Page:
This case is about Iraq, not Niger. The real victims are the American people, not the Wilsons. The real culprit - the big enchilada, to borrow a 1973 John Ehrlichman phrase from the Nixon tapes - is not Mr. Rove but the gang that sent American sons and daughters to war on trumped-up grounds and in so doing diverted finite resources, human and otherwise, from fighting the terrorists who attacked us on 9/11. That's why the stakes are so high: this scandal is about the unmasking of an ill-conceived war, not the unmasking of a C.I.A. operative who posed for Vanity Fair.
Once we were locked into the war, and no W.M.D.'s could be found, the original plot line was dropped with an alacrity that recalled the "Never mind!" with which Gilda Radner's Emily Litella used to end her misinformed Weekend Update commentaries on "Saturday Night Live." The administration began its dog-ate-my-homework cover-up, asserting that the various warning signs about the uranium claims were lost "in the bowels" of the bureaucracy or that it was all the C.I.A.'s fault or that it didn't matter anyway, because there were new, retroactive rationales to justify the war. But the administration knows how guilty it is. That's why it has so quickly trashed any insider who contradicts its story line about how we got to Iraq, starting with the former Treasury secretary Paul O'Neill and the former counterterrorism czar Richard Clarke.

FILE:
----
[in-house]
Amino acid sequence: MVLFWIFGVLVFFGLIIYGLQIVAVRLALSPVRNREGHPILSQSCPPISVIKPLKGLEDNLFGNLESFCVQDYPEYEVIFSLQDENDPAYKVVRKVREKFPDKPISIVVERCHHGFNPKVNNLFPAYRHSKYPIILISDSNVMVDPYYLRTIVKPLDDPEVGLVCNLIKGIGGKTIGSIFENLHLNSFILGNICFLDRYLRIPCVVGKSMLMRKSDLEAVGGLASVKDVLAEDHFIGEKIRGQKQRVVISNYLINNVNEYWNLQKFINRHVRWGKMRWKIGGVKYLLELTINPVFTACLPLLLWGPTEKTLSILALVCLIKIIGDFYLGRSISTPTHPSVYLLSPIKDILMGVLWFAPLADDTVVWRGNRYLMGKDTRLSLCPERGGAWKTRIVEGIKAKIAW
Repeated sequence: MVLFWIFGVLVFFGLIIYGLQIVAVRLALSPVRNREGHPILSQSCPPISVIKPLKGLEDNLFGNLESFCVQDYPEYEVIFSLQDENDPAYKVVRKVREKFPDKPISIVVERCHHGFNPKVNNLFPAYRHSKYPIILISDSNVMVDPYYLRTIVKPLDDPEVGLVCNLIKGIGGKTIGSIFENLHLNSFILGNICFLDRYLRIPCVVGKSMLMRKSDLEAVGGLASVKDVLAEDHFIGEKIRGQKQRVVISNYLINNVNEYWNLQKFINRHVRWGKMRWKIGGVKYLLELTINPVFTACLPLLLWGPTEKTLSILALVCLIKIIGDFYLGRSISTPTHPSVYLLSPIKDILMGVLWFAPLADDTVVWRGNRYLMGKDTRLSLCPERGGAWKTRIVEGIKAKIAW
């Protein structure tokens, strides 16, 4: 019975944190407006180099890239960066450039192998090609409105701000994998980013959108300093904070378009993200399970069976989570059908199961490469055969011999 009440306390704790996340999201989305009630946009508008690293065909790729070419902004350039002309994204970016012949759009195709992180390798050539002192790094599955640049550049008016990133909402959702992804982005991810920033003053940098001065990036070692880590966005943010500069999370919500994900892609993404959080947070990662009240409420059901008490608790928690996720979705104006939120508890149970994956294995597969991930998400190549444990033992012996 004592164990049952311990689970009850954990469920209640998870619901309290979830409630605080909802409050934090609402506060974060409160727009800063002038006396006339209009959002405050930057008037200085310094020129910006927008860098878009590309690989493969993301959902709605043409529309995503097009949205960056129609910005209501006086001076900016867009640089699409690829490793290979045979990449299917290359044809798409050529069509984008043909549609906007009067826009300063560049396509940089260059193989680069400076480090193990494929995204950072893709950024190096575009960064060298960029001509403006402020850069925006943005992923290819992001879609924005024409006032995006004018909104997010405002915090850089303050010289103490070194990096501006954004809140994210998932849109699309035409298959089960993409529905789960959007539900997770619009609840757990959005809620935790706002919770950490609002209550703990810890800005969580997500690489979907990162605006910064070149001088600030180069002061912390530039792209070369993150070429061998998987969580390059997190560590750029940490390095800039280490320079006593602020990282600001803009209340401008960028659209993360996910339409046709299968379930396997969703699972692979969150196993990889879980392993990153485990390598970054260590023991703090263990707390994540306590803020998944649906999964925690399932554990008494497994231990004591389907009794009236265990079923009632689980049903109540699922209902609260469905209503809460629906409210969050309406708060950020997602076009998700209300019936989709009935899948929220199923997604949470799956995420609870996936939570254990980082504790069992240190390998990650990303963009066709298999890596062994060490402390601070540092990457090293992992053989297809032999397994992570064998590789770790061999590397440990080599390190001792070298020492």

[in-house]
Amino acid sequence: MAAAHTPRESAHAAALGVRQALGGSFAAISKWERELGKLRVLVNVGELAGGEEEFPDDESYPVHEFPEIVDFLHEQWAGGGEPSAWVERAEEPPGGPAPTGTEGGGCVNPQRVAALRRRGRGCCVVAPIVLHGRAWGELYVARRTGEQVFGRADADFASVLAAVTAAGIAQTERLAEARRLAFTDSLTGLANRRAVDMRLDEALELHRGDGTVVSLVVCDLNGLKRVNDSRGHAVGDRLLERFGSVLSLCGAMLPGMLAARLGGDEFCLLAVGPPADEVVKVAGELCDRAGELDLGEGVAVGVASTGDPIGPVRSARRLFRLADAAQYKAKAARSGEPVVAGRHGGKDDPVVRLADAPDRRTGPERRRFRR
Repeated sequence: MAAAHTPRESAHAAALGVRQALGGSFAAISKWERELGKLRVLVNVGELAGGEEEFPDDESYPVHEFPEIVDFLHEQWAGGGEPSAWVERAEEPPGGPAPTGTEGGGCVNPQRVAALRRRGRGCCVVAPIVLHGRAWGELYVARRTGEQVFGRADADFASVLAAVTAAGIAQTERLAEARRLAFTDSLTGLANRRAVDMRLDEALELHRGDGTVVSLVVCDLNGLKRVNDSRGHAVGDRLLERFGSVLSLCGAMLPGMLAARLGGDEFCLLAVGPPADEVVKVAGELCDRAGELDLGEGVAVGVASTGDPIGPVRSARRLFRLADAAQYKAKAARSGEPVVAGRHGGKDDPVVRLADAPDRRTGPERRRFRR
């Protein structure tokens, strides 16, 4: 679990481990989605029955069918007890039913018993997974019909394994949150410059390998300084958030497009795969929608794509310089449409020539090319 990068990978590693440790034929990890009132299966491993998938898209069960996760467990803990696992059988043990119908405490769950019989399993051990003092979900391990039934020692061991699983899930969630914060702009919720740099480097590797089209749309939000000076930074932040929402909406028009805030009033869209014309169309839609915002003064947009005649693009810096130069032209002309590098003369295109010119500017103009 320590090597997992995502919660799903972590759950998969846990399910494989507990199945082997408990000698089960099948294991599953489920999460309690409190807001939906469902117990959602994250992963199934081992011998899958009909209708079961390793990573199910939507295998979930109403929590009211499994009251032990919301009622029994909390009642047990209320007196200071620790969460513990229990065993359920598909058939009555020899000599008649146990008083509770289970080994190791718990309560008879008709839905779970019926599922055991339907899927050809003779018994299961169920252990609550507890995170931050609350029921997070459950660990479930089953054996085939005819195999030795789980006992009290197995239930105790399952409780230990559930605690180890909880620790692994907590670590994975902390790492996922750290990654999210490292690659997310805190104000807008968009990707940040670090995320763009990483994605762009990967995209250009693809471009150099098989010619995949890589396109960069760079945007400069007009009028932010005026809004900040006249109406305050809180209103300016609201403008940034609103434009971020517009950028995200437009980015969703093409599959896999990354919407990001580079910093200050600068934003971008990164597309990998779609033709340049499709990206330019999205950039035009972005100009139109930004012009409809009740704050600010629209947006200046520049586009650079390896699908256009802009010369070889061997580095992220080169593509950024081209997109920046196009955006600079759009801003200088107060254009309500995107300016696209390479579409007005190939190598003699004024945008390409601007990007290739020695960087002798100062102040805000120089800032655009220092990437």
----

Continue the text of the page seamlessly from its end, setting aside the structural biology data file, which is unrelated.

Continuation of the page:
Seasoned audiences of presidential scandal know that there's only one certainty ahead: the timing of a Karl Rove resignation. As always in this genre, the knight takes the fall at exactly that moment when it's essential to protect the king.
I think that when Rove's head deflates enough to realize he's not getting out of this one, his desperation will crank up the noise machine to where it will be obvious to even the most casual observer that his house of cards is about to fall, and deservedly so. To make the Bush archway fall, remove the Rove keystone.